After the Scarlets had taken the field, they were kept waiting for almost two minutes before Ryan Wilson sprinted through the long corridor of flag-waving camp followers to lead his side on to the pitch. The crowd, prompted by the mc and with the knowledge of Glasgow’s unbeaten PRO14 record at Scotstoun this season, roared with a combination of anticipation and intimidation as Finn Russell started the match with a high, hanging drop-kick.

The first minute provided a perfect microcosm of the game as a whole. Wilson made an illegal contact with the Scarlets winger, Tom Prydie, as the latter sought to take the kick-off. The penalty kick, close to the touch line, was then drilled 40 metres downfield by the visitors’ fly-half, Rhys Patchell. At the ensuing lineout, the experienced Scarlets captain, Ken Owens, nailed the throw-in expertly to the athletic Tadhg Beirne and the Scarlets retained possession of the ball. They had kept their composure and weathered the initial storm.

Later, when I watched the recording of the match on television, I noted what the respected Sky Sports analyst, Ieuan Evans, had said in commentary about the Wilson infringement: “Well actually, it’s not a bad penalty to give away. It shows an intent from Ryan Wilson… Very physical… Not prepared to allow any sort of space for the Scarlets and time to clear their decks”.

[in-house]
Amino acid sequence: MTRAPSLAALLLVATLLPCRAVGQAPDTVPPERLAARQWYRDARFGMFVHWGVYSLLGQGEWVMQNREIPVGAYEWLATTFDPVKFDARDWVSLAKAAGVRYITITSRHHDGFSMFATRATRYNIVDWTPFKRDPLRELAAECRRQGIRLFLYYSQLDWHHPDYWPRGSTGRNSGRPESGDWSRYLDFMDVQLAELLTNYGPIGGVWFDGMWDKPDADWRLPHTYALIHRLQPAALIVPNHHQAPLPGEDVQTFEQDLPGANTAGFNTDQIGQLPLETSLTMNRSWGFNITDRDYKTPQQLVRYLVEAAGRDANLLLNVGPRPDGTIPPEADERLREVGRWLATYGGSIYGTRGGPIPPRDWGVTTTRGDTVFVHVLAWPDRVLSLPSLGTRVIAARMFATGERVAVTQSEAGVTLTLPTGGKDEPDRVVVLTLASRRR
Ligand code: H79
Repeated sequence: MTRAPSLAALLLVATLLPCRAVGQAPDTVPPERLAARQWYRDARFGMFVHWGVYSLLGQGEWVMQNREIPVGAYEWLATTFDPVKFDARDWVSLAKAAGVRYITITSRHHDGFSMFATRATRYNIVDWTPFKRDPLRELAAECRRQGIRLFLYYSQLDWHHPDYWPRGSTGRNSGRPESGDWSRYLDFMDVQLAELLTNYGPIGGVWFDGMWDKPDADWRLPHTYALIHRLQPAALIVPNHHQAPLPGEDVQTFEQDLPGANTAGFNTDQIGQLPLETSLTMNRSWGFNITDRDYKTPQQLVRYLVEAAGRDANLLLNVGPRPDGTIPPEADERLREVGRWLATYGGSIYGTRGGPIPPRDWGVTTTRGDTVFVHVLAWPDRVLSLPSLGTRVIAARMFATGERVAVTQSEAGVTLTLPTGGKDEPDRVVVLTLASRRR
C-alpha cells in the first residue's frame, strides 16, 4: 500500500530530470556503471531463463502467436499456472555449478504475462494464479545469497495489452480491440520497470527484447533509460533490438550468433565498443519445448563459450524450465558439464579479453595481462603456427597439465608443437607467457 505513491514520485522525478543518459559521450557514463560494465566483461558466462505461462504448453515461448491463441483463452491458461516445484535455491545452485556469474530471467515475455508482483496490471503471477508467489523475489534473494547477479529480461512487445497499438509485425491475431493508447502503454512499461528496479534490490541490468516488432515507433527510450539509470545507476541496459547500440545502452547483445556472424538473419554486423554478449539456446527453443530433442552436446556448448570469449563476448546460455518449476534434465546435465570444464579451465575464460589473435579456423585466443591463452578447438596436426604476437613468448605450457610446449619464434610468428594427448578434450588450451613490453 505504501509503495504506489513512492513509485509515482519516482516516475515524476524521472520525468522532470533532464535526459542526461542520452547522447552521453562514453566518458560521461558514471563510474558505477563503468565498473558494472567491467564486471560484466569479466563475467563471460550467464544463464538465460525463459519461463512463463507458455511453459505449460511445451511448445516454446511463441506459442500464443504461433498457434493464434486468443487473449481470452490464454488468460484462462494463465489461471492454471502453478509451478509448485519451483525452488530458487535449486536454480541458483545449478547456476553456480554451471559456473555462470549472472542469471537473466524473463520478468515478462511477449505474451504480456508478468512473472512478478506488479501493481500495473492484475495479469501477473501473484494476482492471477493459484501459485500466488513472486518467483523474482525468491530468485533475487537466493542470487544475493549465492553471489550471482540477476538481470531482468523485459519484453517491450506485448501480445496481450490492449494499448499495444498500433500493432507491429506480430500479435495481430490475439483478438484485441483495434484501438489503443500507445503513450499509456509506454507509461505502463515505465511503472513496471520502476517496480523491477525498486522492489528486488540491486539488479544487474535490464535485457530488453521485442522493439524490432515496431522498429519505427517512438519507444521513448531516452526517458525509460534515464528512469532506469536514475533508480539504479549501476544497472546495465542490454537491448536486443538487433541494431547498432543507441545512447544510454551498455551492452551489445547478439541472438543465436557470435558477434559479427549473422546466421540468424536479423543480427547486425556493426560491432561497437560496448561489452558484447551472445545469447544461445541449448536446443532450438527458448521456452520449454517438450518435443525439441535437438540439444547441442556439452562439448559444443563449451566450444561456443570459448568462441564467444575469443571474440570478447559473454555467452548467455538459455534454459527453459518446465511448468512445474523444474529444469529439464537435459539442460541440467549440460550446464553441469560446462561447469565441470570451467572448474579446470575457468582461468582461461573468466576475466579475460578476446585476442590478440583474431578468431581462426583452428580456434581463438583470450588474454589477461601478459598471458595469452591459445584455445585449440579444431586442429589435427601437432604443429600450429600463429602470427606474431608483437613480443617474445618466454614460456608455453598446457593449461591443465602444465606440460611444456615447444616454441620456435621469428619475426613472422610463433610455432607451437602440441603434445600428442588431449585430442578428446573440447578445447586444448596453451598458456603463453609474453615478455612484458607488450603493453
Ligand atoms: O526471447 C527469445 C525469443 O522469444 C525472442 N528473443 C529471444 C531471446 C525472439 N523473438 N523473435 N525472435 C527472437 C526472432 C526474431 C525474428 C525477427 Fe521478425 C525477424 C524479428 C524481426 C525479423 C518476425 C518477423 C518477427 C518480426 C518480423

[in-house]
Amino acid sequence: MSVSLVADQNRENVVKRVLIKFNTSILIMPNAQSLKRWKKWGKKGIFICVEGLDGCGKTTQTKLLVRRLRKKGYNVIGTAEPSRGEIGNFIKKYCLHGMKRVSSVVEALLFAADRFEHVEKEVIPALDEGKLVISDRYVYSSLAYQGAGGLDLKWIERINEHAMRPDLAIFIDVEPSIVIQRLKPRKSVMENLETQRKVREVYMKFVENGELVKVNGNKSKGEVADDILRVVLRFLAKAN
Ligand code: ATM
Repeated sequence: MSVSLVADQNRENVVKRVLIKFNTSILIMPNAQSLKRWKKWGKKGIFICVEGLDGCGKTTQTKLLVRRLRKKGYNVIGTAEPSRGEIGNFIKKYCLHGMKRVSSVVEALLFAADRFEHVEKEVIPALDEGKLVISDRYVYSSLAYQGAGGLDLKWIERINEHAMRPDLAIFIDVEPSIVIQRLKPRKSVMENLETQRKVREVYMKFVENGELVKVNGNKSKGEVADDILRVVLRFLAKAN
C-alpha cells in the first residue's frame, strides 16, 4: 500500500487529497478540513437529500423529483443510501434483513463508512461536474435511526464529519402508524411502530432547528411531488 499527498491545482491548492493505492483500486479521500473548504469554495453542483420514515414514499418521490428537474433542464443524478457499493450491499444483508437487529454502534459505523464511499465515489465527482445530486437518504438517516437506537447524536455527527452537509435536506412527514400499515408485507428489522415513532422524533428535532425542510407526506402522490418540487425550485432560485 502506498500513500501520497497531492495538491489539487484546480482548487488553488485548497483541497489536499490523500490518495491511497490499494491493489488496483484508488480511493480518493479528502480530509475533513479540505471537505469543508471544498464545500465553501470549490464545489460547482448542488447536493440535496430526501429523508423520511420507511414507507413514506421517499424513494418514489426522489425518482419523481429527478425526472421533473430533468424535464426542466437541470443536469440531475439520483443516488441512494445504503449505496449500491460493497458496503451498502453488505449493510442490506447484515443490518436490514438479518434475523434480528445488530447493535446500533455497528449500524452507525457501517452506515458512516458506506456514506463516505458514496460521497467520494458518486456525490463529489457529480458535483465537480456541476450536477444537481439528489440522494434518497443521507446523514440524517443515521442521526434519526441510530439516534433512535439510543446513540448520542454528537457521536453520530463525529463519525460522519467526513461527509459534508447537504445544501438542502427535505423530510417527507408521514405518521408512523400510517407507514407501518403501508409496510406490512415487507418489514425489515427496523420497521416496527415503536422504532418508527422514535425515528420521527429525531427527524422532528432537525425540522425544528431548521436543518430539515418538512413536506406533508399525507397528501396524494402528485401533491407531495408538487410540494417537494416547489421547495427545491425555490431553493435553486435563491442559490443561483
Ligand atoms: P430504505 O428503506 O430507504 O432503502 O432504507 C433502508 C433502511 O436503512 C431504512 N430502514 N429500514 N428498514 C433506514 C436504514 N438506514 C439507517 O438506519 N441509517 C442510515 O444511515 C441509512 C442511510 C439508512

With due respect to the expert, I wasn’t so sure about this. In fact, I thought that it was a very poor penalty to give away. It meant that, rather than contesting for the ball on the opponents’ 22 line, Glasgow were immediately forced back to a defensive position deep in their own half, the penalty award – by definition – having given the Scarlets “time to clear the decks”. Three minutes later, after sustained Scarlets pressure, Patchell darted over from short range for the opening try. I suspect that, even at that point, some in the crowd had already begun to realise that the evening might not turn out as they had wished.